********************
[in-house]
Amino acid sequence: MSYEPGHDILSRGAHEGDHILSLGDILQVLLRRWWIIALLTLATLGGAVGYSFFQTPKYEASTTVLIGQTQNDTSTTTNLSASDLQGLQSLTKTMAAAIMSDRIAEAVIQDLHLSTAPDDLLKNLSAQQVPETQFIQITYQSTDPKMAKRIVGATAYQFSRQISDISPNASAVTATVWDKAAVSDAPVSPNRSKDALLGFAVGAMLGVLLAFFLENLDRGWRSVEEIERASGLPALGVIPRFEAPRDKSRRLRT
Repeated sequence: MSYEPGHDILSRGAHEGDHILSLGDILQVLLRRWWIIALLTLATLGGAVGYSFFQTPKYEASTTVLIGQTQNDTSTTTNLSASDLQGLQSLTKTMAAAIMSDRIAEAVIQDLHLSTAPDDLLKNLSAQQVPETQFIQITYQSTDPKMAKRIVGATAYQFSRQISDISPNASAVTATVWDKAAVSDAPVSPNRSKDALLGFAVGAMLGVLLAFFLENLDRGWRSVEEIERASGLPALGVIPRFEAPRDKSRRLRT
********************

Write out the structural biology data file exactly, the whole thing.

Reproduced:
[in-house]
Amino acid sequence: MSYEPGHDILSRGAHEGDHILSLGDILQVLLRRWWIIALLTLATLGGAVGYSFFQTPKYEASTTVLIGQTQNDTSTTTNLSASDLQGLQSLTKTMAAAIMSDRIAEAVIQDLHLSTAPDDLLKNLSAQQVPETQFIQITYQSTDPKMAKRIVGATAYQFSRQISDISPNASAVTATVWDKAAVSDAPVSPNRSKDALLGFAVGAMLGVLLAFFLENLDRGWRSVEEIERASGLPALGVIPRFEAPRDKSRRLRT
Repeated sequence: MSYEPGHDILSRGAHEGDHILSLGDILQVLLRRWWIIALLTLATLGGAVGYSFFQTPKYEASTTVLIGQTQNDTSTTTNLSASDLQGLQSLTKTMAAAIMSDRIAEAVIQDLHLSTAPDDLLKNLSAQQVPETQFIQITYQSTDPKMAKRIVGATAYQFSRQISDISPNASAVTATVWDKAAVSDAPVSPNRSKDALLGFAVGAMLGVLLAFFLENLDRGWRSVEEIERASGLPALGVIPRFEAPRDKSRRLRT